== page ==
Re: [rtcweb] MTI Video Codec: a novel proposal

Harald Alvestrand <> Mon, 10 November 2014 20:06 UTC

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Date: Mon, 10 Nov 2014 12:06:25 -0800
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Subject: Re: [rtcweb] MTI Video Codec: a novel proposal
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FWIW, I'm firmly with Tim on the proposal: I don't like to declare that
a royalty-bearing technology is mandatory to implement in an IETF
standard, but given the realities of the situation, I think it is better
to adopt this proposal than continuing to leave the MTI decision in flux.

About the language on "reconsideration": Given all the legal issues
involved, it would in my opinion be foolhardy to adopt a prescriptive,
mechanical trigger for a reclassification - but I would be unhappy about
abandoning all hope that the situation could improve - if we are in a
situation (years from now?) where it's obvious that we have a royalty
free, safely deployable codec available, it would be a strange thing not
to say "the way is clear, let's pick the freely available alternative!"

I do expect that, if the proposal is adopted, browsers will support both
codecs for the foreseeable future (and probably longer than that - "the
foreseeable future" tends to be short these days). Adam's
"reconsideration" proposal applies only to the class of non-browser
things that implement RTCWEB (aka "devices").


On 11/10/2014 11:14 AM, Stephan Wenger wrote:
> Hi,
> I like and support the spirit of this proposal, but have one issue
> with the formulation below, and would like to see it clarified.
> Stephan
> From: Adam Roach < <>>
> Date: Sunday, November 9, 2014 at 18:08
> To: " <>" <
> <>>
> Subject: [rtcweb] MTI Video Codec: a novel proposal
> […]
> If compelling evidence arises that one of the codecs is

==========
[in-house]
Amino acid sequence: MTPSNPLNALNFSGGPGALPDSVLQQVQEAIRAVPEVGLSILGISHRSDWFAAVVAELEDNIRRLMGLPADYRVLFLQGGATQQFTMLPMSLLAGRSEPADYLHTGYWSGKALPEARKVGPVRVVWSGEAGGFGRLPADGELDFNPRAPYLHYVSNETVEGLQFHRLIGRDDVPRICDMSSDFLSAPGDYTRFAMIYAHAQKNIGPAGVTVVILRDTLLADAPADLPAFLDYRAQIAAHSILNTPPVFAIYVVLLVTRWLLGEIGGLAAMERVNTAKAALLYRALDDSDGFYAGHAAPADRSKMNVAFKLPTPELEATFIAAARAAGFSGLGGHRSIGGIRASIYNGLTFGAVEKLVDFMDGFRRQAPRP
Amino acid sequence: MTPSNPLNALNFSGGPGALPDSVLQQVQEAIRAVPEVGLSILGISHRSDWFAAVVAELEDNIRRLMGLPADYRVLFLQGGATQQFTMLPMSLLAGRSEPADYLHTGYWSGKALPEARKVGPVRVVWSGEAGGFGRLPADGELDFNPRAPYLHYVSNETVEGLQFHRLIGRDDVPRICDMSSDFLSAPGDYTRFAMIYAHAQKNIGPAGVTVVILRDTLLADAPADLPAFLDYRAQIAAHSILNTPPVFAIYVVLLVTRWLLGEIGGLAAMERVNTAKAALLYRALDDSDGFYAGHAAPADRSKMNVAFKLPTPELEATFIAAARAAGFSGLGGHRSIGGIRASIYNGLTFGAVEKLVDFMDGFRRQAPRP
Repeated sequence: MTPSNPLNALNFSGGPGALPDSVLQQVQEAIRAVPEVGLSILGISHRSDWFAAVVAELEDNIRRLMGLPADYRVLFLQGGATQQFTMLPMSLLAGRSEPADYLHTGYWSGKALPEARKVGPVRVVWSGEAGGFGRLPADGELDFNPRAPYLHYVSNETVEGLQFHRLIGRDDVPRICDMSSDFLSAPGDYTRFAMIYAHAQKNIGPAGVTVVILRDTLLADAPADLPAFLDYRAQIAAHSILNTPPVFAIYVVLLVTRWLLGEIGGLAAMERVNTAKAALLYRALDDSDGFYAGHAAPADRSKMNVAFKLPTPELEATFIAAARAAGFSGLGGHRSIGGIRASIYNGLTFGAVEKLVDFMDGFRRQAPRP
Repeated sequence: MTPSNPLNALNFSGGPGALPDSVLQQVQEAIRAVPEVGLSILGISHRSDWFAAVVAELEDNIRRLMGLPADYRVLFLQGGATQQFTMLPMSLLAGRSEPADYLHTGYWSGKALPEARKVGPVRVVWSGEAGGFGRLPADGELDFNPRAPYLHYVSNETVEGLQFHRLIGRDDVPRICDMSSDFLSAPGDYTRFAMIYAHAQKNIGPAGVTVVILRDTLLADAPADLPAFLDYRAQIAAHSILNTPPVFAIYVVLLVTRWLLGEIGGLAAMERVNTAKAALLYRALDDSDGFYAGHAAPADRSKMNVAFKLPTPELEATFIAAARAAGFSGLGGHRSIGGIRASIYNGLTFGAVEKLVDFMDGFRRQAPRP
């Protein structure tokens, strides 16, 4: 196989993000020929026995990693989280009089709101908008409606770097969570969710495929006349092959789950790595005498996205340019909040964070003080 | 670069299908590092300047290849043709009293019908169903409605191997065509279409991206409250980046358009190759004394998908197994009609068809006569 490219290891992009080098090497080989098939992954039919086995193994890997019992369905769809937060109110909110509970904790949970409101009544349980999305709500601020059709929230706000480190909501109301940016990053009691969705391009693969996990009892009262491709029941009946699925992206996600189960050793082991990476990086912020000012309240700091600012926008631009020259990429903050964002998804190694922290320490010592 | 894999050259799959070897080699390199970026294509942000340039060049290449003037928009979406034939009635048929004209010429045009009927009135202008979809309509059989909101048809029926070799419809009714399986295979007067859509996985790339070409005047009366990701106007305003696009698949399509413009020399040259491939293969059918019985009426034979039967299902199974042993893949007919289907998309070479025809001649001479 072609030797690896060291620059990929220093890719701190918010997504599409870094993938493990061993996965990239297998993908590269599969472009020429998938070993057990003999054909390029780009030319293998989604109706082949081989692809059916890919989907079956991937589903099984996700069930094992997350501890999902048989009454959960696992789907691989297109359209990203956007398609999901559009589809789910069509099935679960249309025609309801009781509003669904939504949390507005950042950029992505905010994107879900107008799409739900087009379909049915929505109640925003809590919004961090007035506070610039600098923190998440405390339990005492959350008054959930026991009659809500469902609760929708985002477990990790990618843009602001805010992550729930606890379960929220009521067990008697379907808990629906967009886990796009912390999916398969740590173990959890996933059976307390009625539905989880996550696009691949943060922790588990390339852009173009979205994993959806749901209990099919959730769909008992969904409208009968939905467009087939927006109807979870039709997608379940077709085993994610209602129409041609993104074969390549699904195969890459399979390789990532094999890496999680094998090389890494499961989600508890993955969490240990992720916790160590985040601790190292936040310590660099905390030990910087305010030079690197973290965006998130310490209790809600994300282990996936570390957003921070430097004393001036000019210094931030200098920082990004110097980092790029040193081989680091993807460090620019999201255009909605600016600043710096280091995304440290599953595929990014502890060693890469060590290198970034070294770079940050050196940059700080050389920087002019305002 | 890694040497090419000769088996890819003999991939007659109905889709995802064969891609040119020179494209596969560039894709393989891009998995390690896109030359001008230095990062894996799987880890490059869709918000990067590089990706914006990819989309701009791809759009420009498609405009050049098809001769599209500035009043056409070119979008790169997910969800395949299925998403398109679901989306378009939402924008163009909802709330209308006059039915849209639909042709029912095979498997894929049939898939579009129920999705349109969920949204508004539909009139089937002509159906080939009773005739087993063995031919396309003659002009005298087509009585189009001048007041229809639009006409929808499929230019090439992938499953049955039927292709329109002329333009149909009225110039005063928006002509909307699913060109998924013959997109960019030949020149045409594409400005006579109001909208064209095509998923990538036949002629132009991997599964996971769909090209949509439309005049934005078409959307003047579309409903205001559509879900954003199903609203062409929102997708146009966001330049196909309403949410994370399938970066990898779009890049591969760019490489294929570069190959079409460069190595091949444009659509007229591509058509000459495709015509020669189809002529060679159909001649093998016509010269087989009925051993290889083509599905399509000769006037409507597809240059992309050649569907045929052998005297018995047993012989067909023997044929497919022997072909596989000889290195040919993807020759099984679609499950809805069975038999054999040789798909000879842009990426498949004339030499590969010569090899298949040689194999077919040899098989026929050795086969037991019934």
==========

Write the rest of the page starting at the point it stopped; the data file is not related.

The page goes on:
> available for use on a royalty-free basis, such as all IPR 
> declarations known for the codec being of (IETF) Royalty-Free 
> or (ISO) type 1, the IETF will change this normative statement
> to indicate that only that codec is required. 
> […]
> First: “the IETF WILL CHANGE”: I don’t think that such forward
> looking, absolute statements are appropriate.  And probably also not
> correct.  Some of the objections here are not over royalties, but over
> ecosystem dominance; never mind the money.  Whether or not the IETF
> changes its opinion will at least partly be based based on the power
> distribution of players subscribing to ecosystem agendas at the time
> the situation changes.
> Second, “all IPR declarations known for the codec being of (IETF)
> Royalty-Free or (ISO) type 1” is IMO not compelling evidence for a
> royalty free codec; for many reasons that have been spelled out
> before.  Similarly, type 2 RAND statements are not evidence that
> royalties are necessarily being paid.  
> To me, evidence for a (practically) RF H.264 codec would be an MPEG-LA
> pool rightholder decision not to require the payment of royalties.
>  For VP[8,9], the licensing arrangement google has made got a long way
> to convince me, but what would be needed in addition is to overcome
> known objections by players, however expressed.  (Note that legal
> departments will typically be very reluctant to submit type 1
> statements, whereas the business groups may be more easily able to
> communicate a company decision for zero royalty.)  For newer codecs,
> what would be needed is both very wide participation (including all
> the key players in both IETF and VCEG/MPEG) and RF declarations in
> whatever organization doing the work.  Clearly, at this point, none of
> H.265, VP10, or Daala fulfill those conditions.
> Thanks,
> Stephan
> _______________________________________________
> rtcweb mailing list

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